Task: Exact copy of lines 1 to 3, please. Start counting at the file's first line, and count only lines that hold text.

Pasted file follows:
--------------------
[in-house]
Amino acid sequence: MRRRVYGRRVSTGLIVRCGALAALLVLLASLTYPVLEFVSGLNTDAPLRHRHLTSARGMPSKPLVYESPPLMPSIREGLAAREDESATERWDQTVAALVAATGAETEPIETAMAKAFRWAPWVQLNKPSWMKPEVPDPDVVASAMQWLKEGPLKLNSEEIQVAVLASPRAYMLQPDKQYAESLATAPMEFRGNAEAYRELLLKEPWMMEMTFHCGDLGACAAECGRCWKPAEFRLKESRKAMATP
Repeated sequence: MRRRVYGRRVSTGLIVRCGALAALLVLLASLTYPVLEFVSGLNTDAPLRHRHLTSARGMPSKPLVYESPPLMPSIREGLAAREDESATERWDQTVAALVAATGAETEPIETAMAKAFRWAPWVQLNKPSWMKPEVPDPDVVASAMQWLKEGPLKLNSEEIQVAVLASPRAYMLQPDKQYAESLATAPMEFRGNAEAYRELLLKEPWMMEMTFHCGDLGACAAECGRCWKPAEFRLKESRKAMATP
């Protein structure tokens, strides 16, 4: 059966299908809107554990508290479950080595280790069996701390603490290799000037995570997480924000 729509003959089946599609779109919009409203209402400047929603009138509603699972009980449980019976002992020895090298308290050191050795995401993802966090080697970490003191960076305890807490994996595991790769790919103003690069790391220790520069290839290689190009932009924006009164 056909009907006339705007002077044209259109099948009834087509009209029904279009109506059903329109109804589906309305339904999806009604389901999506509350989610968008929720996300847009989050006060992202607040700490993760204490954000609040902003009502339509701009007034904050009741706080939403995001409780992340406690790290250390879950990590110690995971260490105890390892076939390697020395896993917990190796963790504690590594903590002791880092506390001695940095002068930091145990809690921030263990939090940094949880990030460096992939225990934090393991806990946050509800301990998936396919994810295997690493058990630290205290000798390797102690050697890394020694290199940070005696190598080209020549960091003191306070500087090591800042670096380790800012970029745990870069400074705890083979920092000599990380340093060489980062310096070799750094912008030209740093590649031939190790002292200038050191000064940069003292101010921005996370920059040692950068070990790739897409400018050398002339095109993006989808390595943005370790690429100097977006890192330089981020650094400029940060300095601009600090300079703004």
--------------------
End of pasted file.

[in-house]
Amino acid sequence: MRRRVYGRRVSTGLIVRCGALAALLVLLASLTYPVLEFVSGLNTDAPLRHRHLTSARGMPSKPLVYESPPLMPSIREGLAAREDESATERWDQTVAALVAATGAETEPIETAMAKAFRWAPWVQLNKPSWMKPEVPDPDVVASAMQWLKEGPLKLNSEEIQVAVLASPRAYMLQPDKQYAESLATAPMEFRGNAEAYRELLLKEPWMMEMTFHCGDLGACAAECGRCWKPAEFRLKESRKAMATP
Repeated sequence: MRRRVYGRRVSTGLIVRCGALAALLVLLASLTYPVLEFVSGLNTDAPLRHRHLTSARGMPSKPLVYESPPLMPSIREGLAAREDESATERWDQTVAALVAATGAETEPIETAMAKAFRWAPWVQLNKPSWMKPEVPDPDVVASAMQWLKEGPLKLNSEEIQVAVLASPRAYMLQPDKQYAESLATAPMEFRGNAEAYRELLLKEPWMMEMTFHCGDLGACAAECGRCWKPAEFRLKESRKAMATP